Chilton Food Innovation Center receives grantBy Emily Etheredge Published 3:26pm Thursday, December 6, 2012
Produce in Chilton County will have a ripe future due to a $72,603 grant from the Appalachian Regional Commission (ARC).
Gov. Robert Bentley announced Wednesday the Chilton Food Innovation Center in Clanton will use the funding from the ARC to improve its operation to take advantage of quality, locally grown fruit and vegetables that may be too ripe or too small for retail grocers.
Director of the Chilton Food Innovation Center Christy Mendoza said the main focus of the center is to help the local farmers due to Chilton County being a large agricultural community.
The center is located at 13 First Ave., and is operated by the Chilton County office of the Alabama Cooperative Extension System, which provides technical assistance with food processing.
Although the center does not allow individual use of the facility, it is open to businesses interested in using their local excess produce or vegetables for products like jams, salsas, dessert toppings or pickles.
“Sometimes a farmer will have produce or vegetables that might be small in size or have a different color but have quality fruit or vegetables inside,” Mendoza said. “Our facility allows the farmers with a business to come and use those excess fruits they weren’t able to sell into a valued product.”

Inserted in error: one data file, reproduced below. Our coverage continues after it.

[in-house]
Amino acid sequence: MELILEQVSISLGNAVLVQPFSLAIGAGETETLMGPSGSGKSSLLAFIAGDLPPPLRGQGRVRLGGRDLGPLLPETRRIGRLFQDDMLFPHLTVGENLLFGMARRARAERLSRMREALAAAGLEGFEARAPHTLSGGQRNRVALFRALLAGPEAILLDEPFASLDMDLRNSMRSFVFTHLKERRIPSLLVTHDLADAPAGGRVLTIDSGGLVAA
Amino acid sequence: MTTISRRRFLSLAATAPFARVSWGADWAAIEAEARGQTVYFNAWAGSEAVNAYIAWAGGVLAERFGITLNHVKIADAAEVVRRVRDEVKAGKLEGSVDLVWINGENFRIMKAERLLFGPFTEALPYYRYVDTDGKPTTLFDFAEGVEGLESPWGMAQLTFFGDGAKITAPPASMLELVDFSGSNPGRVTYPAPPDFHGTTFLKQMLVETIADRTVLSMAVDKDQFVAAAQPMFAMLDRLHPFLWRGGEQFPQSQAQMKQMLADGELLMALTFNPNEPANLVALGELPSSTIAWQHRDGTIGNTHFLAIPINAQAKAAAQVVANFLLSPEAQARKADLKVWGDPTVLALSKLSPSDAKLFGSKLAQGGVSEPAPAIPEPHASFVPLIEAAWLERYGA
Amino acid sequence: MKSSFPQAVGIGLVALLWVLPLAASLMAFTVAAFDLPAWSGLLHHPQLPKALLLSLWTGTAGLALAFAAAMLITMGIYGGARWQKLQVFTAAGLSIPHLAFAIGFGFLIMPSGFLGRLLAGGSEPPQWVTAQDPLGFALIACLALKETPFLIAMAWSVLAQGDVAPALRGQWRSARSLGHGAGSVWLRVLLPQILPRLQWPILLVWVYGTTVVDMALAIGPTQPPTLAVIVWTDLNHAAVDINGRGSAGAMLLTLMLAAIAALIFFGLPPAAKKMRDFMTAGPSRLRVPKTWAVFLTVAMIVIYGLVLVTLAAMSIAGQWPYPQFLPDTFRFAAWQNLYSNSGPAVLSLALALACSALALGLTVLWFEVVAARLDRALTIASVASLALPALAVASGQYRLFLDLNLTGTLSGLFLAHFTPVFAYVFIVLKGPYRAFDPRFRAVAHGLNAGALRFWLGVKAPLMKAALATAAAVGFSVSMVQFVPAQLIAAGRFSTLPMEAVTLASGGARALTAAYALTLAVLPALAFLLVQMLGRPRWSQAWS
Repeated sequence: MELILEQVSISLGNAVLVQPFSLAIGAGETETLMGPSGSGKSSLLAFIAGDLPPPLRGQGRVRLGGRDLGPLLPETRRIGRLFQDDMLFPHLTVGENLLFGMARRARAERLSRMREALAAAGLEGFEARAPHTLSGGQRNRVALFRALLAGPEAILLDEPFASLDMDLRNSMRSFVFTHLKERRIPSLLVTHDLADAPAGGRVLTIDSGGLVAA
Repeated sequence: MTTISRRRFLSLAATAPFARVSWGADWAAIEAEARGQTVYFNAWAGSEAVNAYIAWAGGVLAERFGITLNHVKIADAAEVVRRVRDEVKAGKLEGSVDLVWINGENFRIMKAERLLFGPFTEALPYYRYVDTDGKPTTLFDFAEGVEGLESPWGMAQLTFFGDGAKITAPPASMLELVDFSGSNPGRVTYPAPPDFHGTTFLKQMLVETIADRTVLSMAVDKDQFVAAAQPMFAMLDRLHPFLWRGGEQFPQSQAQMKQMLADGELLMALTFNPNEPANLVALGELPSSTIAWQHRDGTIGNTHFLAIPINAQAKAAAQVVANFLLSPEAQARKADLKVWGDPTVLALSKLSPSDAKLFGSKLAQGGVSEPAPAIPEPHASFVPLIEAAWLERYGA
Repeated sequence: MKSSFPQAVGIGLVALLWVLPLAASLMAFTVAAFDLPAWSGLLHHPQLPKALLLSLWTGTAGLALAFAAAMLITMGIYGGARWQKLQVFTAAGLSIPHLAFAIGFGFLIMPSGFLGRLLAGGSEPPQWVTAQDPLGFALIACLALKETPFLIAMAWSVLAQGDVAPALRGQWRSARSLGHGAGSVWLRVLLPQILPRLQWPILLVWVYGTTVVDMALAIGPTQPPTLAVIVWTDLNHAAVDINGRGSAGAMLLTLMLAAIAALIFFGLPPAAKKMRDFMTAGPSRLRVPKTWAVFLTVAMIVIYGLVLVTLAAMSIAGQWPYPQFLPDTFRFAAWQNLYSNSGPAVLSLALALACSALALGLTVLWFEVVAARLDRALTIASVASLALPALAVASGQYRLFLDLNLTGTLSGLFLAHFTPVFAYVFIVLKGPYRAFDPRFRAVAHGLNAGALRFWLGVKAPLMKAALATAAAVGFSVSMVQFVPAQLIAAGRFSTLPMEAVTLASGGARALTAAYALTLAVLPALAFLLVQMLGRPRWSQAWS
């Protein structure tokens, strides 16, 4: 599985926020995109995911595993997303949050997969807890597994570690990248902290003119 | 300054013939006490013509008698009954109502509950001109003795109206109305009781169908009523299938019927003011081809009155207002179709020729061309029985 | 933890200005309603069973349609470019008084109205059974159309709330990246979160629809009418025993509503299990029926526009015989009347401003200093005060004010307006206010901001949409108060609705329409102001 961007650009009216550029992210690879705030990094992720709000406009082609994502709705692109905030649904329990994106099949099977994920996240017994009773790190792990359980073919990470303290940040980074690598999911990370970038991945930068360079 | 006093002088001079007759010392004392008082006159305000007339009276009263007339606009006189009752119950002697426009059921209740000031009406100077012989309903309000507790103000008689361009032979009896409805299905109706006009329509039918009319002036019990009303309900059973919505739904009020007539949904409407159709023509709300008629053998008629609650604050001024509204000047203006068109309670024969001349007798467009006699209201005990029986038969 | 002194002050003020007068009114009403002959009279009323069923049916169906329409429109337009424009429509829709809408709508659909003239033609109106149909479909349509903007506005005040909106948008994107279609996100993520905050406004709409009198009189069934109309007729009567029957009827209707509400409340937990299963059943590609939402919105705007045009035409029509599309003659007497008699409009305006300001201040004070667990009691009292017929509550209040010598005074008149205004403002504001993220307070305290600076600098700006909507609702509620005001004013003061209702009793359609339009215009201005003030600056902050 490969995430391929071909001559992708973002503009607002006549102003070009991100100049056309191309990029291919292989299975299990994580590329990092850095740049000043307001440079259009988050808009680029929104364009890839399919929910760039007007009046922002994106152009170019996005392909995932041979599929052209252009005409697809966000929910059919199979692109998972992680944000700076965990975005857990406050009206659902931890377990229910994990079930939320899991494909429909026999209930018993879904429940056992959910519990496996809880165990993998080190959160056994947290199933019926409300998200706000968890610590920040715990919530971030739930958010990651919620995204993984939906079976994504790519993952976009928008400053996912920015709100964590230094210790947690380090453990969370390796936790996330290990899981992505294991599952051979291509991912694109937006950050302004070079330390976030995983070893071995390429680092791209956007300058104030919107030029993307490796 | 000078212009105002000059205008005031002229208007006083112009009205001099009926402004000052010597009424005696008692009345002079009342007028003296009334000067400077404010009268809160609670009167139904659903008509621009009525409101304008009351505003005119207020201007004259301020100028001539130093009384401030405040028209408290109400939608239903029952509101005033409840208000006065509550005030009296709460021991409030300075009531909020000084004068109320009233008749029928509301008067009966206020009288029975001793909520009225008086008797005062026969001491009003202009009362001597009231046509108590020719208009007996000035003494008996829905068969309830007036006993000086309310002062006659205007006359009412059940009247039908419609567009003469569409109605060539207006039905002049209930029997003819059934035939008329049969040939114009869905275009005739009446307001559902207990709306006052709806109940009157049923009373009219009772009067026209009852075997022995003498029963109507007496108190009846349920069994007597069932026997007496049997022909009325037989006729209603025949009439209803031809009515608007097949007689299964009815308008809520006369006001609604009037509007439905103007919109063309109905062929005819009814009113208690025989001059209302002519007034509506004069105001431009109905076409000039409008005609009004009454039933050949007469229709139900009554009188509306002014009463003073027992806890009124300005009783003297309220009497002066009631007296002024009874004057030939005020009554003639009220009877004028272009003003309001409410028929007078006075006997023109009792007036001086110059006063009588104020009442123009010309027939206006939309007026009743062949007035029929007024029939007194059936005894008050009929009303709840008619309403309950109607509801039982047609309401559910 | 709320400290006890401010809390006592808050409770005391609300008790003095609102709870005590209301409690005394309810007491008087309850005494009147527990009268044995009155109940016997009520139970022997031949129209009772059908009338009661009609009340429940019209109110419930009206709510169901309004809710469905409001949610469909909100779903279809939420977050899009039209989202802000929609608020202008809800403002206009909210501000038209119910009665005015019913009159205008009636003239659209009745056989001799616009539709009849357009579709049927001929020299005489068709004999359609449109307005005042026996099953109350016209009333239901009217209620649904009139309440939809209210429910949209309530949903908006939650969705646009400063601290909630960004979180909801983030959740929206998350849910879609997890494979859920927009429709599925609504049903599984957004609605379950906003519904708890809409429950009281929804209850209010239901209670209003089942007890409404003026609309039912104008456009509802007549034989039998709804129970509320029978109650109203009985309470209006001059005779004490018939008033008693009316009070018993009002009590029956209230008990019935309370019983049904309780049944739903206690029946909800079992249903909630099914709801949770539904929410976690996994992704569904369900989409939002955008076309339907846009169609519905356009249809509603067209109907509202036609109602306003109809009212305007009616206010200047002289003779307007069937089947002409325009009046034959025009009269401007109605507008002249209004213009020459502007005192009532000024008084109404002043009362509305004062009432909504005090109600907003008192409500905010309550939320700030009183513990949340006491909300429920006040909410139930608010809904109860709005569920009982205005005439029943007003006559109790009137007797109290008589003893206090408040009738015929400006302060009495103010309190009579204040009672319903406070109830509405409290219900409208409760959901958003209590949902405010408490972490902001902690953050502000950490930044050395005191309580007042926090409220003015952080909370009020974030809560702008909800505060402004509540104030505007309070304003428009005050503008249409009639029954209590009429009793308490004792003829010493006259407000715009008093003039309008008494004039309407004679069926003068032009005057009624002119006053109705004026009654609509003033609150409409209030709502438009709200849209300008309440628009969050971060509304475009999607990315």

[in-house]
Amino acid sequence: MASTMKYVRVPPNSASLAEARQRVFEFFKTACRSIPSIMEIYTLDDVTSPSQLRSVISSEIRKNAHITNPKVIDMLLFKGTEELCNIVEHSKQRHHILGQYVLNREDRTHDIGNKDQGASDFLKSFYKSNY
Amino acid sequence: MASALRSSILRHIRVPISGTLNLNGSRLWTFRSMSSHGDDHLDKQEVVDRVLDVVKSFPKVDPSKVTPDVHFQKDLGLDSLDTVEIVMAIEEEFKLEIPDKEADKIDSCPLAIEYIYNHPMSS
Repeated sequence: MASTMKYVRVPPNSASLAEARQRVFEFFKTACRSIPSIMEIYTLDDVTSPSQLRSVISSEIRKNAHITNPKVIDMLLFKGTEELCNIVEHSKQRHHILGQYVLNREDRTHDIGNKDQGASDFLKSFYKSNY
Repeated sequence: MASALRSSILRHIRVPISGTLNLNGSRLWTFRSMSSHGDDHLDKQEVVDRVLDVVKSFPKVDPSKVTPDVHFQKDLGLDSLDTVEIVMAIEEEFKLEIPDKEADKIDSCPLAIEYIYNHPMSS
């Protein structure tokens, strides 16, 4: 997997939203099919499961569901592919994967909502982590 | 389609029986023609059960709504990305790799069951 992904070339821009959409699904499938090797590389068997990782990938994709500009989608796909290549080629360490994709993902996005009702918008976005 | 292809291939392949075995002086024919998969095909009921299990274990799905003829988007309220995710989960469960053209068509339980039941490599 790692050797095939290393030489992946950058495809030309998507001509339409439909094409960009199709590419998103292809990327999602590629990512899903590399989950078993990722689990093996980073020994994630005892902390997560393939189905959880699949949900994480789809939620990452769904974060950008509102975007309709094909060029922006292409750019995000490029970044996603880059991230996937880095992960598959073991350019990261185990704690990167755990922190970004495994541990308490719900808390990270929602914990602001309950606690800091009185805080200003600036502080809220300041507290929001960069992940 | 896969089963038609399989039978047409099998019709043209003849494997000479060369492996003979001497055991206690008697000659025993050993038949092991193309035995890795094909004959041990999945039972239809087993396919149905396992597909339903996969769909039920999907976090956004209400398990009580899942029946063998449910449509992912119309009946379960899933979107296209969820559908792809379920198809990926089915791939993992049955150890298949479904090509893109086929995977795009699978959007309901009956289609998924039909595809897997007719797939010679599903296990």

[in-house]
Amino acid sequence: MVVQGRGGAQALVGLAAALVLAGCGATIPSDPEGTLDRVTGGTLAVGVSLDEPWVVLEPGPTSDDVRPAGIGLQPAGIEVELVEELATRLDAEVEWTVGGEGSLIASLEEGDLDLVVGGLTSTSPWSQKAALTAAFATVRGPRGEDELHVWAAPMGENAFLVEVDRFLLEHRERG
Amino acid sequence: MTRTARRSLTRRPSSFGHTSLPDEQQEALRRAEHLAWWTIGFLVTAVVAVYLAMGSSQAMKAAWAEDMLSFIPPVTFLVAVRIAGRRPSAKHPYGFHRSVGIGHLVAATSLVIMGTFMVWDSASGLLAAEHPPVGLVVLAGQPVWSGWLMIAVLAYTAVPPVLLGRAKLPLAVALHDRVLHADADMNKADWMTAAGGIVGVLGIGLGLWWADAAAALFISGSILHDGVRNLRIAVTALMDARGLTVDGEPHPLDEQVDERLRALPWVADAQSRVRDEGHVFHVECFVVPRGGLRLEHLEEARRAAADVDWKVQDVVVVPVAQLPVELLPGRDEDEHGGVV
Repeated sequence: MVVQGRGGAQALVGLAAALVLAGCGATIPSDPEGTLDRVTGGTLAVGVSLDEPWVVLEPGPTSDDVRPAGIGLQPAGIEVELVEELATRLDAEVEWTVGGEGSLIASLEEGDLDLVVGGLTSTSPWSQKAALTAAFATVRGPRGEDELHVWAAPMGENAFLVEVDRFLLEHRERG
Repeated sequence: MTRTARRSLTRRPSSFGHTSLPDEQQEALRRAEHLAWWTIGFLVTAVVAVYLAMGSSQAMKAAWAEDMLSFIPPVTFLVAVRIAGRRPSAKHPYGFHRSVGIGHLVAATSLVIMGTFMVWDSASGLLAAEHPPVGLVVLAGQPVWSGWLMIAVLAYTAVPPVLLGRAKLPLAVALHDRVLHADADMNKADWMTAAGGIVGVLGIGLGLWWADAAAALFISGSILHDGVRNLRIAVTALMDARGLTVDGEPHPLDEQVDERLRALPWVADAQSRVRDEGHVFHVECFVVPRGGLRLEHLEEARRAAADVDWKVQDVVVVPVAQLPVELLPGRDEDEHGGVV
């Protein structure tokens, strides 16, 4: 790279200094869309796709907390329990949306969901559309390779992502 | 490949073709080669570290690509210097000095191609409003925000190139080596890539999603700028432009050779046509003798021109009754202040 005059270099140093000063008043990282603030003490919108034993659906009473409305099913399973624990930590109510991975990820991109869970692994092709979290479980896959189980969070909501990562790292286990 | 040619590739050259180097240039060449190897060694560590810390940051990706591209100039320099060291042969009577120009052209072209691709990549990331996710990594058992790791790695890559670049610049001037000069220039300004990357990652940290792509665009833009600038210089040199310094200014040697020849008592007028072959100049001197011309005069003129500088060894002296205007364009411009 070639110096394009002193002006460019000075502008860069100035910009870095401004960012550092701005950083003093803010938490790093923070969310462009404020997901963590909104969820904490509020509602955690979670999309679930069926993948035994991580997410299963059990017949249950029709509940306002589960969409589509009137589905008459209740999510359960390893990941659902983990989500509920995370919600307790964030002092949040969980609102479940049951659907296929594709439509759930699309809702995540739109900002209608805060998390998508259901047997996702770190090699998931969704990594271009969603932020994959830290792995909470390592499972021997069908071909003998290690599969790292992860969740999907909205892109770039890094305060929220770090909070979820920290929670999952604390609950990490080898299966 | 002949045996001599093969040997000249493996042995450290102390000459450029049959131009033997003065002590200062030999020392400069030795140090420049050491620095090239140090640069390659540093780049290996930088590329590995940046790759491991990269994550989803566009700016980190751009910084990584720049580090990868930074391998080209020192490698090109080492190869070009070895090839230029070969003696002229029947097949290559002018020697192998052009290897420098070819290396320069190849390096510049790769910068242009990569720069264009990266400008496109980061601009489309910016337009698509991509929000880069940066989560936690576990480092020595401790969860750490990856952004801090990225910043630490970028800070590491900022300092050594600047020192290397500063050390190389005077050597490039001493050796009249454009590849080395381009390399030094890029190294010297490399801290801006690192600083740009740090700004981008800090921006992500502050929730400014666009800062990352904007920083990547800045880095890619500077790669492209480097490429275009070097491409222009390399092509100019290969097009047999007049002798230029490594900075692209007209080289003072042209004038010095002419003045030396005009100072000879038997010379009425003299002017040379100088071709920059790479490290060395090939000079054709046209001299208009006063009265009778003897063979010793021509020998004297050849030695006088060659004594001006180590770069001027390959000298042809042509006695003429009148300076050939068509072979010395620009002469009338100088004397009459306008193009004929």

Mendoza said the money from the grant will help in purchasing equipment for the center including a conveyor belt with a depositor line.
When the center opened, a surplus of kitchen equipment was provided by Auburn University with the kitchen and produce subjected to health inspections to ensure operation cleanliness.
Mendoza said a survey conducted showed area farmers estimated about 30 percent of their crops were not suitable for retail markets, but were still good quality. The center hopes to work with farmers and merchants throughout central Alabama to utilize the unsuitable crops in boosting more local foods.
“Our goal is to help the farmers use as much of their fruits and vegetables as possible,” Mendoza said. “We can do acidified foods, dried foods, pickles, any kind of jellies, chutney and chow chow. Those wanting to use our facility buy their own ingredients and we provide them with the equipment.”
Mendoza said one minor challenge was when the facility first opened in 2011 it was at the end of the summer when most of the farmers crops were finished.